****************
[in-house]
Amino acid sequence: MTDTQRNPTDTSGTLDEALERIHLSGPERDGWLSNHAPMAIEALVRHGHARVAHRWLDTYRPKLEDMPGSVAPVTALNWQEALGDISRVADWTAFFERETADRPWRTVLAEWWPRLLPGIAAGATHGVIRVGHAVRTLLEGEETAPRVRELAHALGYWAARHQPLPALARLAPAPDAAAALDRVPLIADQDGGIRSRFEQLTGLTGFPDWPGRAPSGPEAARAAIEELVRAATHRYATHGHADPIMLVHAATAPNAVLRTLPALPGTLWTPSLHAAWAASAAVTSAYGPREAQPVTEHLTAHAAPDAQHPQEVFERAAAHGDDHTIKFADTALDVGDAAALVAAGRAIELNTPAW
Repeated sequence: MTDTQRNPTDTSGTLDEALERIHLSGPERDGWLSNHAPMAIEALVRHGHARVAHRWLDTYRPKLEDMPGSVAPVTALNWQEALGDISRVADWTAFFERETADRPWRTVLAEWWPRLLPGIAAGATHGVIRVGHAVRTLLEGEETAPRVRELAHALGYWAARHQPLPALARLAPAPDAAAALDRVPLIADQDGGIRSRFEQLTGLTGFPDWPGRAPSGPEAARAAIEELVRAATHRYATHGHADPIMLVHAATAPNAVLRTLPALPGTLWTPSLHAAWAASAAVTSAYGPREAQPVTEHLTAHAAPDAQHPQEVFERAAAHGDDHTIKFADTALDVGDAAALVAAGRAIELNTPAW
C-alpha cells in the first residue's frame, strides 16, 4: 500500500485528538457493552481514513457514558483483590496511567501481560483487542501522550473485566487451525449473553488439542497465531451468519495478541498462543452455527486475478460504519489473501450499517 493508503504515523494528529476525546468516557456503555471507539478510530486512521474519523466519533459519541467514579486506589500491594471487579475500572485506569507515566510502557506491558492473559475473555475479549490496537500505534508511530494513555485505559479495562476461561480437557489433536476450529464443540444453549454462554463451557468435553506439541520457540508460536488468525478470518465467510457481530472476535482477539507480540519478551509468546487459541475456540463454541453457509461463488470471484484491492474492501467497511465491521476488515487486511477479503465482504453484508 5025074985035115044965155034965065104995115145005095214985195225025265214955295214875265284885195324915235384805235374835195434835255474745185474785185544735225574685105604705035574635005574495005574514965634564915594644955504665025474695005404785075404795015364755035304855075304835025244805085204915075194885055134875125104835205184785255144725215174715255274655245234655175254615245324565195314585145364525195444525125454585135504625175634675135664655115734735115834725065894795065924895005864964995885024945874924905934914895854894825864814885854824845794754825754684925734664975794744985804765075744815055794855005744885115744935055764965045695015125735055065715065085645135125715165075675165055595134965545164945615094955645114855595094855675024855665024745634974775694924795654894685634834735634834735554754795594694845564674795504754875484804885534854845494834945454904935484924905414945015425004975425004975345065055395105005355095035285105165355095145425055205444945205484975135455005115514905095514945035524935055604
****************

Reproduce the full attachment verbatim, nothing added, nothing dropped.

[in-house]
Amino acid sequence: MTDTQRNPTDTSGTLDEALERIHLSGPERDGWLSNHAPMAIEALVRHGHARVAHRWLDTYRPKLEDMPGSVAPVTALNWQEALGDISRVADWTAFFERETADRPWRTVLAEWWPRLLPGIAAGATHGVIRVGHAVRTLLEGEETAPRVRELAHALGYWAARHQPLPALARLAPAPDAAAALDRVPLIADQDGGIRSRFEQLTGLTGFPDWPGRAPSGPEAARAAIEELVRAATHRYATHGHADPIMLVHAATAPNAVLRTLPALPGTLWTPSLHAAWAASAAVTSAYGPREAQPVTEHLTAHAAPDAQHPQEVFERAAAHGDDHTIKFADTALDVGDAAALVAAGRAIELNTPAW
Repeated sequence: MTDTQRNPTDTSGTLDEALERIHLSGPERDGWLSNHAPMAIEALVRHGHARVAHRWLDTYRPKLEDMPGSVAPVTALNWQEALGDISRVADWTAFFERETADRPWRTVLAEWWPRLLPGIAAGATHGVIRVGHAVRTLLEGEETAPRVRELAHALGYWAARHQPLPALARLAPAPDAAAALDRVPLIADQDGGIRSRFEQLTGLTGFPDWPGRAPSGPEAARAAIEELVRAATHRYATHGHADPIMLVHAATAPNAVLRTLPALPGTLWTPSLHAAWAASAAVTSAYGPREAQPVTEHLTAHAAPDAQHPQEVFERAAAHGDDHTIKFADTALDVGDAAALVAAGRAIELNTPAW
C-alpha cells in the first residue's frame, strides 16, 4: 500500500485528538457493552481514513457514558483483590496511567501481560483487542501522550473485566487451525449473553488439542497465531451468519495478541498462543452455527486475478460504519489473501450499517 493508503504515523494528529476525546468516557456503555471507539478510530486512521474519523466519533459519541467514579486506589500491594471487579475500572485506569507515566510502557506491558492473559475473555475479549490496537500505534508511530494513555485505559479495562476461561480437557489433536476450529464443540444453549454462554463451557468435553506439541520457540508460536488468525478470518465467510457481530472476535482477539507480540519478551509468546487459541475456540463454541453457509461463488470471484484491492474492501467497511465491521476488515487486511477479503465482504453484508 5025074985035115044965155034965065104995115145005095214985195225025265214955295214875265284885195324915235384805235374835195434835255474745185474785185544735225574685105604705035574635005574495005574514965634564915594644955504665025474695005404785075404795015364755035304855075304835025244805085204915075194885055134875125104835205184785255144725215174715255274655245234655175254615245324565195314585145364525195444525125454585135504625175634675135664655115734735115834725065894795065924895005864964995885024945874924905934914895854894825864814885854824845794754825754684925734664975794744985804765075744815055794855005744885115744935055764965045695015125735055065715065085645135125715165075675165055595134965545164945615094955645114855595094855675024855665024745634974775694924795654894685634834735634834735554754795594694845564674795504754875484804885534854845494834945454904935484924905414945015425004975425004975345065055395105005355095035285105165355095145425055205444945205484975135455005115514905095514945035524935055604